Diplomatic tensions escalated between Turkey and Iran on Tuesday as the regional powers traded accusations over their roles in the Syria conflict and the Middle East.
The pair have been rivals for centuries but have sought to forge a pragmatic relationship in recent years, with the Islamic Republic strongly supporting Turkish President Recep Tayyip Erdogan after last year's failed coup.
But mainly Sunni Muslim Turkey and Shiite Iran have been on opposite sides of the conflict in Syria, with Ankara seeking the ouster of President Bashar al-Assad and Tehran, along with Russia, his key backer.
The tensions come with UN-backed peace talks for Syria due to restart on Thursday and Turkey engaged in fierce fighting inside Syria to capture the town of Al-Bab from Islamist militants.
Foreign Minister Mevlut Cavusoglu lashed out at Iran in a speech to the Munich Security Conference at the weekend, saying some of its actions had undermined security in the region and urging Tehran to promote stability.
"Iran wants to make Syria and Iraq Shiite," he was quoted as saying by Turkish state media.
Erdogan has also in recent weeks accused Iran of promoting a "Persian nationalism" that had damaged the Middle East.
The Iranian foreign ministry on Monday summoned the Turkish envoy to issue a protest after Cavusoglu's comments while spokesman Bahram Ghassemi warned that Tehran's patience "has limits".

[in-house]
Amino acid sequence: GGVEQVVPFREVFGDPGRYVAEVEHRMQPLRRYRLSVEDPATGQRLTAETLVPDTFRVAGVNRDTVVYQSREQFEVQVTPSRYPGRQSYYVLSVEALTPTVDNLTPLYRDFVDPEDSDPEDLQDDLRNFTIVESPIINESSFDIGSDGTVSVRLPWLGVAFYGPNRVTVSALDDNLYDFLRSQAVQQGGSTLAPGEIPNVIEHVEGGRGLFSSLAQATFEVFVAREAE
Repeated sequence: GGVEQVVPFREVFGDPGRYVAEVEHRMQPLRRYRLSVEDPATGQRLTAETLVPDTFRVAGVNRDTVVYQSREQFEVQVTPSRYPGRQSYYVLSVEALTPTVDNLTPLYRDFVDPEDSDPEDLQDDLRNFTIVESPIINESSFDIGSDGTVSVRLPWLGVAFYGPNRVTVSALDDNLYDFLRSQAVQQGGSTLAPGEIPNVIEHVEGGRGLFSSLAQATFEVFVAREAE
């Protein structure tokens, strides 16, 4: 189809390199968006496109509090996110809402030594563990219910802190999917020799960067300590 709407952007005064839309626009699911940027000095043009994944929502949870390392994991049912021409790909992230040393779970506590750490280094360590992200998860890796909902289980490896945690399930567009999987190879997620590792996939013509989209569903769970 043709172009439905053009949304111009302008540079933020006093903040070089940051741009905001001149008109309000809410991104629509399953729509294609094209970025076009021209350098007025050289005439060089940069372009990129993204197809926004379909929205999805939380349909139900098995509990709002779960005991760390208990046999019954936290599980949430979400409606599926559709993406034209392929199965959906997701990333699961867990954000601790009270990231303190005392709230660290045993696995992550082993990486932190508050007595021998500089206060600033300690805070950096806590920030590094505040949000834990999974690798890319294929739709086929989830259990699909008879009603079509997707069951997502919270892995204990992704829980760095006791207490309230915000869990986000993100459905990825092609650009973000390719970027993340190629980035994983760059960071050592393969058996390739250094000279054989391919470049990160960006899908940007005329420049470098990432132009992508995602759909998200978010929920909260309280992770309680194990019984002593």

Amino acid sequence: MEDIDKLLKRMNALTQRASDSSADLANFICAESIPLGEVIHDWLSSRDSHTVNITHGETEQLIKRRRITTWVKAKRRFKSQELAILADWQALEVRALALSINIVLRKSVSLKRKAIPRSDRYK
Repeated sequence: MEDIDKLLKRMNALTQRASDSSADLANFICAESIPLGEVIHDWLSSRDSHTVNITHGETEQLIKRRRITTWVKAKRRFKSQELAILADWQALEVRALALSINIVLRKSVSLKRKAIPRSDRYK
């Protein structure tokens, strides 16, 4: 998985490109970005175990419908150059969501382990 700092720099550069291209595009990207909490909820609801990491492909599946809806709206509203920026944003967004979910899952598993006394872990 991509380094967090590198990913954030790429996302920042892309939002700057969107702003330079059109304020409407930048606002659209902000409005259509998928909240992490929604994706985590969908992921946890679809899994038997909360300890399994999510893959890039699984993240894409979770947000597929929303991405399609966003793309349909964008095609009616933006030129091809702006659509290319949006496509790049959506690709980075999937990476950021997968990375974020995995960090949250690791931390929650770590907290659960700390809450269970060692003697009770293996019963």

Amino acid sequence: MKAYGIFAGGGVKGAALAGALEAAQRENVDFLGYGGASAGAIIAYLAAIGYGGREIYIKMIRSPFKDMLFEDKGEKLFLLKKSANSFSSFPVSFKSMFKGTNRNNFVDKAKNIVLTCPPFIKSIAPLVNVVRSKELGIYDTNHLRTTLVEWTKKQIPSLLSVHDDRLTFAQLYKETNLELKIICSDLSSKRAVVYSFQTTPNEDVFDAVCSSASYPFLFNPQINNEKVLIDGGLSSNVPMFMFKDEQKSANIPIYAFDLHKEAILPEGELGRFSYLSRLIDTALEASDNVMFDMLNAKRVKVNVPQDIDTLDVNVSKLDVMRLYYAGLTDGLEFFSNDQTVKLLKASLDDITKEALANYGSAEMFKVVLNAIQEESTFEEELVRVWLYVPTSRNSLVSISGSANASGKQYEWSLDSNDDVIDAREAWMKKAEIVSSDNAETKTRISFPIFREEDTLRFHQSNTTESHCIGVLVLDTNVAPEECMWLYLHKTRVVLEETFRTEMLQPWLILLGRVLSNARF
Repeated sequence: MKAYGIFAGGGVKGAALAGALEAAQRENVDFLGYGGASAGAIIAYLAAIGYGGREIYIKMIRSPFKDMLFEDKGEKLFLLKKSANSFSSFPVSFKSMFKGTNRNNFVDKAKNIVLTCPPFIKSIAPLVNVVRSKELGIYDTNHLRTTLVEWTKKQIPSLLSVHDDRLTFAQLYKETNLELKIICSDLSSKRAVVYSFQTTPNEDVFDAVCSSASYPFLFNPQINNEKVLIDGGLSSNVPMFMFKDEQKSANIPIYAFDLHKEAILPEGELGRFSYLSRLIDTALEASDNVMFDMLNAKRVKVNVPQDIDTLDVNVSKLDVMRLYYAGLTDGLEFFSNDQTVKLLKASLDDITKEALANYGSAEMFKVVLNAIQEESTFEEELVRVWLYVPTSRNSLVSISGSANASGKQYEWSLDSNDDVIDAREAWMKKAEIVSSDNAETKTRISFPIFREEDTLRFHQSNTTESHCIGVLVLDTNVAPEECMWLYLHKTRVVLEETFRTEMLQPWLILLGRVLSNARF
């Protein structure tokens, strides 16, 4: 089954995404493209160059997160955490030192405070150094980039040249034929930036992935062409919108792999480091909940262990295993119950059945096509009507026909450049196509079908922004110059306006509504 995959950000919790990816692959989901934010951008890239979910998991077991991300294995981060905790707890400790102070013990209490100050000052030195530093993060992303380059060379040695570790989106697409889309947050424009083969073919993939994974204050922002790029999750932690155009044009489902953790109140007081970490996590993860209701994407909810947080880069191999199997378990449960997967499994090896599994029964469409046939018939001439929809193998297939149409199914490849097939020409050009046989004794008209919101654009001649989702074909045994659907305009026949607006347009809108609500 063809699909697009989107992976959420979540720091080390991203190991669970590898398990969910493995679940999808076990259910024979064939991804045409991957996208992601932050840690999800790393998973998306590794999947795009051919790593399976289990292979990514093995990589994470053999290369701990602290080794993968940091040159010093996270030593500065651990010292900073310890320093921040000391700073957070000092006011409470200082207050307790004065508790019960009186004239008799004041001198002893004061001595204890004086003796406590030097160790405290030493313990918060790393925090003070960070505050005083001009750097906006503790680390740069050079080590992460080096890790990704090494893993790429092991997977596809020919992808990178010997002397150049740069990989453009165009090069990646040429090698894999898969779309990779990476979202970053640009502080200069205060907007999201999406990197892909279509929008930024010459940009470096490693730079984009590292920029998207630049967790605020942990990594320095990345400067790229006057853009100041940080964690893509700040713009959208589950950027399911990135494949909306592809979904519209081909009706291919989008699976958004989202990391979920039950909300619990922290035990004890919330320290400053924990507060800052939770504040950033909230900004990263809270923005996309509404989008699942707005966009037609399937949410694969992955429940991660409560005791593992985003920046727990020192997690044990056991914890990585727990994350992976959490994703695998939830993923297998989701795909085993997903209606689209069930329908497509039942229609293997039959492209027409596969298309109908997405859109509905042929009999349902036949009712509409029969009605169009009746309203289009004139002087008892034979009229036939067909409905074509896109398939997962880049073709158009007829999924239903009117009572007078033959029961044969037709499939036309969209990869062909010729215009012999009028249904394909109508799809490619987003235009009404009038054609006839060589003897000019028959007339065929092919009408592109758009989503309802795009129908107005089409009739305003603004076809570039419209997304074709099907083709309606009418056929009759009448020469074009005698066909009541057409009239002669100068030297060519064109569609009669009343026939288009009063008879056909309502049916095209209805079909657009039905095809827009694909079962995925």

"We hope that such statements are not made again. If our Turkish friends continue with this attitude we will not remain silent," he added.
Turkey's foreign ministry spokesman Huseyin Muftuoglu hit back by saying it was "incomprehensible" to receive such accusations from Tehran who he charged with "not hesitating to push into war zones refugees sheltering from regional crises."
"Instead of accusing countries that have criticised Iran, it should take constructive steps and review its own regional policies."
The angry exchanges have come just after Erdogan returned from a week-long tour to the Arabian peninsula, including talks with the leadership of Iran's arch regional foe and Ankara's Sunni ally Saudi Arabia.
Ali Vaez, senior Iran analyst with the International Crisis Group, said Iran and Turkey feared the other was seeking to capture regional hegemony via proxies on the ground.
"With each failure to find an accommodation, the context of Turkey's and Iran's rivalry has become more complex and disagreements more intractable," he told AFP.
While Turkey has backed rebels in Syria throughout the conflict, Tehran has played a crucial role in aiding Assad. Iran has provided few details over its involvement but has confirmed the deaths of some 1,000 volunteer fighters in Syria.
Ankara has meanwhile warned Iran and its allies in the Baghdad government against using Shiite militia in the assault to recapture the Islamist militant-held Iraqi city of Mosul.
"It's very dangerous to send Shiite militia into a 99 percent Sunni Arab city," Cavusoglu said on Tuesday.
Harmony between Turkey and Iran is crucial in ensuring the preservation of a fragile ceasefire in Syria -- also backed by Russia -- that came into force at the end of last year as a basis for peace talks.
Although Ankara says Assad should go, the government has occasionally softened its stance, indicating the president could have some role in determining the country's future.
But Vaez said the Syria talks process was reaching an impasse, while the spheres of influence of Iran and Turkey were colliding in Syria.
"Ultimately Turkey and Iran, as neighbours, will have to live with the outcome of the conflicts now burning around them," he said
"Any sustainable solution will require a regional power balance tolerable for both," he said calling on both sides to recognise the other's interests.